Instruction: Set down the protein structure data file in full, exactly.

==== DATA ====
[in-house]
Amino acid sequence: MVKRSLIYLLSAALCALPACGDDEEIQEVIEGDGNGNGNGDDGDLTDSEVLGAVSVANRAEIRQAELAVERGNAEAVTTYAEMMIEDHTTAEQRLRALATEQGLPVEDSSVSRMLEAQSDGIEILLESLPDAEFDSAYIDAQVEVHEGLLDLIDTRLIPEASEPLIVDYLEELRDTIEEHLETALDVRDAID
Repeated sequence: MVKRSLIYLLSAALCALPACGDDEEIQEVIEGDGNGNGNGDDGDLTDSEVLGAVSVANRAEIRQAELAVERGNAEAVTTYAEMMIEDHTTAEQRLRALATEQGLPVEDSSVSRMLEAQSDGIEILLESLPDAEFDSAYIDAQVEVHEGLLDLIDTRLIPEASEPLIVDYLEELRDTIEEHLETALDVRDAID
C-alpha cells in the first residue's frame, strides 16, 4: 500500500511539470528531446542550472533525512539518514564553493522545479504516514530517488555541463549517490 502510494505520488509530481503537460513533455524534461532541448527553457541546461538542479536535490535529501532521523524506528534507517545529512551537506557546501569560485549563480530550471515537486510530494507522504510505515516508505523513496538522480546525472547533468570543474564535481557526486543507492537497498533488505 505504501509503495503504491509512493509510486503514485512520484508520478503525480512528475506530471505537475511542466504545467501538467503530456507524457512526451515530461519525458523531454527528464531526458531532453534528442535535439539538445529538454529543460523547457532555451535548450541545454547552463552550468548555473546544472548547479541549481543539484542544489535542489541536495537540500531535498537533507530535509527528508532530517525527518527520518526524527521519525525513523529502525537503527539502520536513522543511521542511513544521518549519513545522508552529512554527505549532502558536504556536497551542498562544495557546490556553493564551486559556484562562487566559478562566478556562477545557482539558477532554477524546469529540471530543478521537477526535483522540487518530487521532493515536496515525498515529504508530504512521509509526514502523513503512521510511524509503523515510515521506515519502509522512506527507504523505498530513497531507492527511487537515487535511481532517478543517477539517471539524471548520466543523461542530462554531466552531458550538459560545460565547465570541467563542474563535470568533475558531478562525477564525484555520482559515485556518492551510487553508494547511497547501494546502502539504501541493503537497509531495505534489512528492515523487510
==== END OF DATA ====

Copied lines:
[in-house]
Amino acid sequence: MVKRSLIYLLSAALCALPACGDDEEIQEVIEGDGNGNGNGDDGDLTDSEVLGAVSVANRAEIRQAELAVERGNAEAVTTYAEMMIEDHTTAEQRLRALATEQGLPVEDSSVSRMLEAQSDGIEILLESLPDAEFDSAYIDAQVEVHEGLLDLIDTRLIPEASEPLIVDYLEELRDTIEEHLETALDVRDAID
Repeated sequence: MVKRSLIYLLSAALCALPACGDDEEIQEVIEGDGNGNGNGDDGDLTDSEVLGAVSVANRAEIRQAELAVERGNAEAVTTYAEMMIEDHTTAEQRLRALATEQGLPVEDSSVSRMLEAQSDGIEILLESLPDAEFDSAYIDAQVEVHEGLLDLIDTRLIPEASEPLIVDYLEELRDTIEEHLETALDVRDAID
C-alpha cells in the first residue's frame, strides 16, 4: 500500500511539470528531446542550472533525512539518514564553493522545479504516514530517488555541463549517490 502510494505520488509530481503537460513533455524534461532541448527553457541546461538542479536535490535529501532521523524506528534507517545529512551537506557546501569560485549563480530550471515537486510530494507522504510505515516508505523513496538522480546525472547533468570543474564535481557526486543507492537497498533488505 505504501509503495503504491509512493509510486503514485512520484508520478503525480512528475506530471505537475511542466504545467501538467503530456507524457512526451515530461519525458523531454527528464531526458531532453534528442535535439539538445529538454529543460523547457532555451535548450541545454547552463552550468548555473546544472548547479541549481543539484542544489535542489541536495537540500531535498537533507530535509527528508532530517525527518527520518526524527521519525525513523529502525537503527539502520536513522543511521542511513544521518549519513545522508552529512554527505549532502558536504556536497551542498562544495557546490556553493564551486559556484562562487566559478562566478556562477545557482539558477532554477524546469529540471530543478521537477526535483522540487518530487521532493515536496515525498515529504508530504512521509509526514502523513503512521510511524509503523515510515521506515519502509522512506527507504523505498530513497531507492527511487537515487535511481532517478543517477539517471539524471548520466543523461542530462554531466552531458550538459560545460565547465570541467563542474563535470568533475558531478562525477564525484555520482559515485556518492551510487553508494547511497547501494546502502539504501541493503537497509531495505534489512528492515523487510